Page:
Monday, July 30, 2012

CORRECTED: Public input sought for proposed fillet, game preserve, squirrel hide rules

Ohio’s hunters and anglers will have an opportunity to chip in their two cents worth when the Ohio Division of Wildlife conducts open house meetings to discuss proposed changes to the state’s fish and wildlife rules.

These meetings are scheduled for noon to 3 p.m., Aug. 11 at all of the Wildlife Division’s five district offices.
Also, the Wildlife Division’s Fairport Harbor Fisheries Research Station is a new venue for the fish and game proposal meetings.

“We don’t know how many people will attend but there are a couple of Lake Erie fisheries issues on the agenda,” said Kevin Kayle, the station’s manager. “There’s also been an effort to expand on where these kinds of meetings.”

During the spring series of fish and game hearings attendance was largely sparse. The Wildlife Division reports that 58 people visited the hearings in each Wildlife District One and Two (central Ohio and northwest Ohio, respectively), 93 people in Wildlife District Three (Northeast Ohio), 11 people in Wildlife District Four (southeast Ohio), and 77 people in Wildlife District Five (southwest Ohio).

With that being said, attendance for this spring’s hearings were up 13 percent from those conducted in the spring of 2011, the Wildlife Division says.

For this round of hearings the proposals encompass new rules for wild animal hunting preserves, commercial bird shooting preserves and wild cervidaes to align with recently enacted legislation (House Bill 389).

The rule package also includes proposals to define the geographical limits on reservoirs and bag limits on selected fish species.

Among the other topics is one that deals with how Lake Erie anglers can transport the fillets gleaned from the fish they catch. A rather contentious debate raged earlier this year when the Wildlife Division installed requirements that were roundly panned by Lake Erie anglers as being nearly draconian in nature.

Now the Wildlife Division is proposing a rule that would require fillets sliced from any Lake Erie-caught fish to “be kept whole until an angler reaches their permanent residence or until the fish are prepared for immediate consumption.

“There will be no requirement to keep any skin on them; and this rule will not apply to anglers with a receipt from a fish cleaning house or charter captain which states the date, number and species of fish,” the agency says.

Other rule proposals deal with wild animal hunting preserves, commercial bird shooting preserves and wild cervidaes in order “to align with recently enacted legislation,” the Wildlife Division says.

Another proposed change would permit hunters to leave the hides on the squirrels they shoot along with the animals’ tails. These hunters send the squirrel tails to a fishing tackle company such as Mepps.

At that point the tackle-making company uses the tails to dress the lures’ treble hooks. In exchange, the hunters are either paid in cash or sent fishing tackle for the tails.

“There’s a lot folks - especially in southeast Ohio - who like to sell squirrel tails but they’re not detaching them from the hides, and you can’t sell hides,” says Ken Fitz, the Wildlife Division's law enforcement administrator. “This change will actually will be more lenient.”

As for the changes that impact bird-hunting preserves, owners/operators would no longer need a bird propagation permit which costs $40, instead needing only a commercial bird shooting preserve permit, which costs $200.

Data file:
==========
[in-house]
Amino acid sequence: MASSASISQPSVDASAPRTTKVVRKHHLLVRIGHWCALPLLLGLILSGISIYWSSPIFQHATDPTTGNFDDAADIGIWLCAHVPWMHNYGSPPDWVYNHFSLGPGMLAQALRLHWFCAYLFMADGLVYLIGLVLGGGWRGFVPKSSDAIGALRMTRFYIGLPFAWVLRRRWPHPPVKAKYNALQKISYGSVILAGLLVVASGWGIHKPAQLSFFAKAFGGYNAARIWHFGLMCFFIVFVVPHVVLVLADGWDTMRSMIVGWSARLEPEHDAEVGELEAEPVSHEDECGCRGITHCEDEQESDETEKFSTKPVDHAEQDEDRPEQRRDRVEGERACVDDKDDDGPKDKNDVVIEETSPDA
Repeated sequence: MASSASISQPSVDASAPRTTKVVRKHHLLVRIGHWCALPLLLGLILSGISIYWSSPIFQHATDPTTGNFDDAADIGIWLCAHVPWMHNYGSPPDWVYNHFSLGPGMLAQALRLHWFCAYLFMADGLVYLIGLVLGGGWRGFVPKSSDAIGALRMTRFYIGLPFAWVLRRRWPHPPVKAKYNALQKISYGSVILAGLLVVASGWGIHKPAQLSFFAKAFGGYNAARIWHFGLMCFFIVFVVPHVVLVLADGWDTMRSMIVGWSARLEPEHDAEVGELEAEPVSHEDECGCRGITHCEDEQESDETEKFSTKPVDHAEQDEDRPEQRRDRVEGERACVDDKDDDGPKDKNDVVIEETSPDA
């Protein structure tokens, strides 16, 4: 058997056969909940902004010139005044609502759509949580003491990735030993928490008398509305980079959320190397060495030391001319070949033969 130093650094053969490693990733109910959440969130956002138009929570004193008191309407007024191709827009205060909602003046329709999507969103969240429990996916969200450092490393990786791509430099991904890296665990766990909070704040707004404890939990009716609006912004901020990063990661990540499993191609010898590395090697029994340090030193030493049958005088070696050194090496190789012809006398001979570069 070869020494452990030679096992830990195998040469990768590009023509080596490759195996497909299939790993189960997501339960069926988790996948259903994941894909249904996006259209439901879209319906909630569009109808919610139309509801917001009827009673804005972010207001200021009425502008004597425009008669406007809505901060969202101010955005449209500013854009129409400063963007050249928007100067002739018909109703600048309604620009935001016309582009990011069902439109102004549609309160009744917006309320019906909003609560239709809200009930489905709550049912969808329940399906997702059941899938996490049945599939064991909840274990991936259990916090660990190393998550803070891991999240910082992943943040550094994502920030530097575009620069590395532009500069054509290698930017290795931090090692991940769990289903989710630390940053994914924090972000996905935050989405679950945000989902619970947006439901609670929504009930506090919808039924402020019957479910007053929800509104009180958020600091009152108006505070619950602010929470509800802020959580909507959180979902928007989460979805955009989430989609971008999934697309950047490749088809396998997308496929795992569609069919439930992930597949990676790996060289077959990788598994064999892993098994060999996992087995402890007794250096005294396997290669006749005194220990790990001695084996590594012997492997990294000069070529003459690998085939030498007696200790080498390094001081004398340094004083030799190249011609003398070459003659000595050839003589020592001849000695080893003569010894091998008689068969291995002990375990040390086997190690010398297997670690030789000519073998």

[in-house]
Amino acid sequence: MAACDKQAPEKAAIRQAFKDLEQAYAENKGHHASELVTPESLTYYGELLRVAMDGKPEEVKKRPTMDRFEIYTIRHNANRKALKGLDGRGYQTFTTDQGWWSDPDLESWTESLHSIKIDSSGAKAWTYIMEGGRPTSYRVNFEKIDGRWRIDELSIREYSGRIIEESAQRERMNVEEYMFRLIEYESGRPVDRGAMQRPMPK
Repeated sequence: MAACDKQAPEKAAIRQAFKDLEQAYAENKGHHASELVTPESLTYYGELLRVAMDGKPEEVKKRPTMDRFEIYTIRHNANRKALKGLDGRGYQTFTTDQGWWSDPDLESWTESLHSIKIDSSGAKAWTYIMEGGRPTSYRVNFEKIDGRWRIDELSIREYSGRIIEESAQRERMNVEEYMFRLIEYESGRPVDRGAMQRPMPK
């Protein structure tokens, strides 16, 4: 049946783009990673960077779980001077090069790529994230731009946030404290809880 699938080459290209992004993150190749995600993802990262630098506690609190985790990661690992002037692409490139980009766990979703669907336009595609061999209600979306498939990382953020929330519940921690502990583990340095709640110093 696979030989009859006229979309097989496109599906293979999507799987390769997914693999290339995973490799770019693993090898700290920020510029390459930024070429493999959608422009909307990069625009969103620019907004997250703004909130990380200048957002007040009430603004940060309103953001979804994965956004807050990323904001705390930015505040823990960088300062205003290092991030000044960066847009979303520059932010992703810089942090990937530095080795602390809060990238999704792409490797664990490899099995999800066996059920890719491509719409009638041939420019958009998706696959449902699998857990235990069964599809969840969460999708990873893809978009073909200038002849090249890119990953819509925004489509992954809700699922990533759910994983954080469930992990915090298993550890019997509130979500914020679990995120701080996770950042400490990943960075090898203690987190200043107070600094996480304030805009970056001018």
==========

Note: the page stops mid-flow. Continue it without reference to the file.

“There’s really no need for them to have to have two permits,” Fitz said.

Also, contained within the proposals, deer and turkey hunters will need to fill out their own home-made temporary kill tag. This self-made document can made from any material the hunter chooses, Fitz says.

“A hunter can use duct tape if wants to so long as he writes the information on it,” Fitz said. “He can even write the game check confirmation number on the same thing that has the temporary tag information.”

If approved, all of these rule changes will go into effect beginning Jan. 1.

Each open house location will have a fish and wildlife biologist, as well as law enforcement officers available to answer questions.

For those customers who are unable to attend an open house, comments will be accepted online at The form are available now through Aug. 12.

Public input gathered at these open houses and through the online comments will be forwarded to the agency and considered during the formulation of regulations, the Wildlife Division says.

 A statewide hearing on all proposed rules will be held on Thursday, Sept. 20 at 9 a.m. at the Division of Wildlife’s District One office, located at 1500 Dublin Road, Columbus.

This last hearing is open to the public and comments are permitted. After considering public input, the Ohio Wildlife Council will vote on the proposed rules during its Oct. 17 meeting.

The agency’s open house locations are:

*  District One Wildlife Office, 1500 Dublin Road, Columbus. For more information, call 614-644-3925;

*  District Two Wildlife Office, 952 Lima Avenue, Findlay. For more information, call 419-424-5000;

* District Three Wildlife Office, 912 Portage Lakes Drive, Akron. For more information, call 330-644-2293;

* District Four Wildlife Office, 360 E. State Street, Athens. For more information, call 740-589-9930;

* District Five Wildlife Office, 1076 Old Springfield Pike, Xenia. For more information, call 937-372-9261;

Other sites will be:

* Eastern Lake Erie - Fairport Fisheries Unit, 1190 High Street, Fairport Harbor. For more information, call 440-352-4199.

* Western Lake Erie - Lake Erie Shores and Islands Regional Welcome Center – West, 770 SE Catawba Road, Port Clinton. For more information, call 419-625-8062.

- Jeffrey L. Frischkorn
Twitter: @Fieldkorn

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